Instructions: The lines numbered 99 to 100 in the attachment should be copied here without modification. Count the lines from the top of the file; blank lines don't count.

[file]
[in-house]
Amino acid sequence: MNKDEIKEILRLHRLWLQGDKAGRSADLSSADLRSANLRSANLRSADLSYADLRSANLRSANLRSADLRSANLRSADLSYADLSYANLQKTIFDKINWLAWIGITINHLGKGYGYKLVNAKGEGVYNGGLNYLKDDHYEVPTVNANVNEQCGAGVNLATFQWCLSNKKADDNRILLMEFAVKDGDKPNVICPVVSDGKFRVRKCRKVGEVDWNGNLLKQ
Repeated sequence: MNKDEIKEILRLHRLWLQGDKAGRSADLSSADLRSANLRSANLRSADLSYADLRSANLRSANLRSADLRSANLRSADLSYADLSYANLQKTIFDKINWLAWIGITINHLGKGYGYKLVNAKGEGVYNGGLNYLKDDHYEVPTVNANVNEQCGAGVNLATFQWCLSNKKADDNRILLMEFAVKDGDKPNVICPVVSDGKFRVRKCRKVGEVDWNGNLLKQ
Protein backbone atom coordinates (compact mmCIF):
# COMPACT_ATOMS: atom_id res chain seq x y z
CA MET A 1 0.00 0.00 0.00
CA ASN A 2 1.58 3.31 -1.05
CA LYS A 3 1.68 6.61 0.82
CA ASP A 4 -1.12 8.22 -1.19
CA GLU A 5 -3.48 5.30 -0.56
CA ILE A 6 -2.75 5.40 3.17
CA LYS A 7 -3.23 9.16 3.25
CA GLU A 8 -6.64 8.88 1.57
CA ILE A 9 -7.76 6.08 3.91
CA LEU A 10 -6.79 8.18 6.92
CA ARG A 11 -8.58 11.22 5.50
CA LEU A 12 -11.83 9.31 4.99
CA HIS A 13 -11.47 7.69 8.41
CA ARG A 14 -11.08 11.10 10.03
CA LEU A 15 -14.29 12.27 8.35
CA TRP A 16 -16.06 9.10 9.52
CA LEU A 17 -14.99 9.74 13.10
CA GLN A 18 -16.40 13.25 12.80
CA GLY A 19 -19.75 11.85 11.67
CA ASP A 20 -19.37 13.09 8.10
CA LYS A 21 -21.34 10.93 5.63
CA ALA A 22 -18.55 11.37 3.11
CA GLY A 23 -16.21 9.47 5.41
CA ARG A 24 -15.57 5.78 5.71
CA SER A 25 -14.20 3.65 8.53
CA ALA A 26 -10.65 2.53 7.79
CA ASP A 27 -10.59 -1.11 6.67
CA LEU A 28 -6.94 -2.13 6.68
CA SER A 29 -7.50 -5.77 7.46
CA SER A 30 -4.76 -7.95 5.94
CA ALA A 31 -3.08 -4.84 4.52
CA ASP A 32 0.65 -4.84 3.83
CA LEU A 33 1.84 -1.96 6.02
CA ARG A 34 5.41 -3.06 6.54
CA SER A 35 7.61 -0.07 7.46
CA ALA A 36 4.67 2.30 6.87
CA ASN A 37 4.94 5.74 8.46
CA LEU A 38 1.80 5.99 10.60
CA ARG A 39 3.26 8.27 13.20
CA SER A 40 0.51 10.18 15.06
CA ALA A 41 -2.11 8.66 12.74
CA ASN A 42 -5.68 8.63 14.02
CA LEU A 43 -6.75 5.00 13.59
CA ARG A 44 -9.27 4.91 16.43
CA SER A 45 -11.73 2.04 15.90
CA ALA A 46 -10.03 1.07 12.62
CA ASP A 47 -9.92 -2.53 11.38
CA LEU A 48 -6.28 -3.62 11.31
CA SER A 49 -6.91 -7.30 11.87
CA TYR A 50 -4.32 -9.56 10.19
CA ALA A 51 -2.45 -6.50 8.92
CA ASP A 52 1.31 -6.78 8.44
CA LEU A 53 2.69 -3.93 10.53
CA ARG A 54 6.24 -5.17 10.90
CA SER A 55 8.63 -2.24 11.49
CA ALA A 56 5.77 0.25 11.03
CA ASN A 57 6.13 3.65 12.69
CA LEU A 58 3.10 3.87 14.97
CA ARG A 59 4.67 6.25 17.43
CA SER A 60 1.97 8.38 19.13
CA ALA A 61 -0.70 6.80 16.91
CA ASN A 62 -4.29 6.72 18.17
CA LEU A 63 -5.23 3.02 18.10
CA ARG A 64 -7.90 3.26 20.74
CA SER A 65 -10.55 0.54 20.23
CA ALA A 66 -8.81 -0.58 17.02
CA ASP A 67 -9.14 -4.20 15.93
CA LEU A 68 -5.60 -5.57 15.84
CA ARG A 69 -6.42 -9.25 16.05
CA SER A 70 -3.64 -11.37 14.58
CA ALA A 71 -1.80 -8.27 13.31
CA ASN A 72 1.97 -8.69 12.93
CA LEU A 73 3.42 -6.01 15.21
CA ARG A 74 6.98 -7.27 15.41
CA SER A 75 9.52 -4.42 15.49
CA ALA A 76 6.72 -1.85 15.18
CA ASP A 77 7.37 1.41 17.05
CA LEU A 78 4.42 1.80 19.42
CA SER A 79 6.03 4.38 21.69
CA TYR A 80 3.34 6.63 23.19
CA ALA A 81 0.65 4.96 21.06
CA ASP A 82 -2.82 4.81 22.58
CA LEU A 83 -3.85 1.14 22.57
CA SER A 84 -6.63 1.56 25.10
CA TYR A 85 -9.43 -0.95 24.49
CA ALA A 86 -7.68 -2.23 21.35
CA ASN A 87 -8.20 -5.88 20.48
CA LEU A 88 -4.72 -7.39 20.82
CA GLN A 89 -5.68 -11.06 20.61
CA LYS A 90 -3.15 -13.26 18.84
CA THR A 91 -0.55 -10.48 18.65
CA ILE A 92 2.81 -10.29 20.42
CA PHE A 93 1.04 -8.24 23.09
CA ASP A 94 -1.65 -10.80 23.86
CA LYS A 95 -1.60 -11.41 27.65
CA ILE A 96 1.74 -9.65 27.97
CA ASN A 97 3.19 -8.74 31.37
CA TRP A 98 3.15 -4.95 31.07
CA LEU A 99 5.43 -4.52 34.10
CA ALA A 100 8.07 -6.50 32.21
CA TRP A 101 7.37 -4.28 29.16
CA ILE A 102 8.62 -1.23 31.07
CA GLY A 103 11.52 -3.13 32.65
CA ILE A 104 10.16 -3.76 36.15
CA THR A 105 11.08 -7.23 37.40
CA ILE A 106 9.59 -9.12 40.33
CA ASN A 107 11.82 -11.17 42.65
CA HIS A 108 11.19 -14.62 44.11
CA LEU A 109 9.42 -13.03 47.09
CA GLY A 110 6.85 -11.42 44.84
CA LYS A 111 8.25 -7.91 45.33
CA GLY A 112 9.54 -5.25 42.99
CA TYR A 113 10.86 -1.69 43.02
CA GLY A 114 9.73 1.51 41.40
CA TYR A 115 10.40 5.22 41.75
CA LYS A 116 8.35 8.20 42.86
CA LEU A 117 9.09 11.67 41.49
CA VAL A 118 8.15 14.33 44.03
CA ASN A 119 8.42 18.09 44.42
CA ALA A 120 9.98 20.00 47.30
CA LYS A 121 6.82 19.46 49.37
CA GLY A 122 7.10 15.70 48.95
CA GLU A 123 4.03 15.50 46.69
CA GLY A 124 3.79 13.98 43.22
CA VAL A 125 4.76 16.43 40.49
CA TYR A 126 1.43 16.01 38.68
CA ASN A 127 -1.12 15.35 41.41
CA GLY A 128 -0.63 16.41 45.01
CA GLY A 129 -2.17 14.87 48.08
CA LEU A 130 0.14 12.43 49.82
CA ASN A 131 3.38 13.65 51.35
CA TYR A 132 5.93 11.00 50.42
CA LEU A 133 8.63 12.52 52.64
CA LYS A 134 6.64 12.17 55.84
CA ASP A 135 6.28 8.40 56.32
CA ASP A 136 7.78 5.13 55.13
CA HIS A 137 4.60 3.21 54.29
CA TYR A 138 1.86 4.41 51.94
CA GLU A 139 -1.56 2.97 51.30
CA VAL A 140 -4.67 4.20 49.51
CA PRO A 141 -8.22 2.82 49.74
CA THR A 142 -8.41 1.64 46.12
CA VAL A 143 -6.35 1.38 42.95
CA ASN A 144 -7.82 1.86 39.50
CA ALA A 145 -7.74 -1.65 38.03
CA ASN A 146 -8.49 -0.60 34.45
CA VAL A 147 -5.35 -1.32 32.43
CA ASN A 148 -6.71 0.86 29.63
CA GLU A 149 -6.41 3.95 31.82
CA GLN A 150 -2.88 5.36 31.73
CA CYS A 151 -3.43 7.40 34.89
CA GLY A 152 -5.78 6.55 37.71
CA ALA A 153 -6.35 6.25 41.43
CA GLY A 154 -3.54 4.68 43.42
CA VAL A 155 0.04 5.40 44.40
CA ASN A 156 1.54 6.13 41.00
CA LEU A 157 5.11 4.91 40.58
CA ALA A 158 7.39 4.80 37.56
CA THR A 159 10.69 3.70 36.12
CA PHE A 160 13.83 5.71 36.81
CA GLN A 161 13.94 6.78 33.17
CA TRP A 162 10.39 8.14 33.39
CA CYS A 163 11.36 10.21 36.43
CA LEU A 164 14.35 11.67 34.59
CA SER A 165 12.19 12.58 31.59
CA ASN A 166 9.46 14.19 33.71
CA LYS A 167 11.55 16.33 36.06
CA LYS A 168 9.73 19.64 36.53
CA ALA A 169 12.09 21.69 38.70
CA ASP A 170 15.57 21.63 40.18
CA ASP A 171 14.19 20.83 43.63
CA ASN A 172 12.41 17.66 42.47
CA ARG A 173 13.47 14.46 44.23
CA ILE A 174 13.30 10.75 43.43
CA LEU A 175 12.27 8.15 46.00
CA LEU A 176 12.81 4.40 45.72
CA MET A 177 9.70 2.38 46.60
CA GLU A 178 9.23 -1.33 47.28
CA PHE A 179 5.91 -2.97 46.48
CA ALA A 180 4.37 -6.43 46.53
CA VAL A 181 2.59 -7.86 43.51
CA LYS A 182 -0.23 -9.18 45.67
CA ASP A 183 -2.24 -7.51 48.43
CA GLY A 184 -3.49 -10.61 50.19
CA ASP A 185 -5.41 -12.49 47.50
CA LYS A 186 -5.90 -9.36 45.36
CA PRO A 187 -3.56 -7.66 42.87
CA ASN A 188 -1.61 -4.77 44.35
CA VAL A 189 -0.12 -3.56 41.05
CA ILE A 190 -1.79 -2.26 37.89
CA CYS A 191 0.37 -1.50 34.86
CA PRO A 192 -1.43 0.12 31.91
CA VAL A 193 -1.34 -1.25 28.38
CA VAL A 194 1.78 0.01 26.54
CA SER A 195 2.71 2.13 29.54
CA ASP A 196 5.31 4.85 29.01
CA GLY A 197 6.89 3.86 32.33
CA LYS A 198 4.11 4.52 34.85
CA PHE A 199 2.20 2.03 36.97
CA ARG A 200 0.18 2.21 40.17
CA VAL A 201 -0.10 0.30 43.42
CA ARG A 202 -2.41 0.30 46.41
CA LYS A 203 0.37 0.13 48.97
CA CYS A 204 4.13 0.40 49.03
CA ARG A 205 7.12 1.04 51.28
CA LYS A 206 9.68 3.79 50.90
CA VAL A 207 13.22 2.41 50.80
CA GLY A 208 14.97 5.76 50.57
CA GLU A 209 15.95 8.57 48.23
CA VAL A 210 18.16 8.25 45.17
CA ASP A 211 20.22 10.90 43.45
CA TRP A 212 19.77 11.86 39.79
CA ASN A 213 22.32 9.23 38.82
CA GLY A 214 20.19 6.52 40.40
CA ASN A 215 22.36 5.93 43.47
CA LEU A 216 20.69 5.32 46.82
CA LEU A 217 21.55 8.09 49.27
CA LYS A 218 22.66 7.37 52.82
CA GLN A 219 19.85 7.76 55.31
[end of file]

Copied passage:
CA ASP A 94 -1.65 -10.80 23.86
CA LYS A 95 -1.60 -11.41 27.65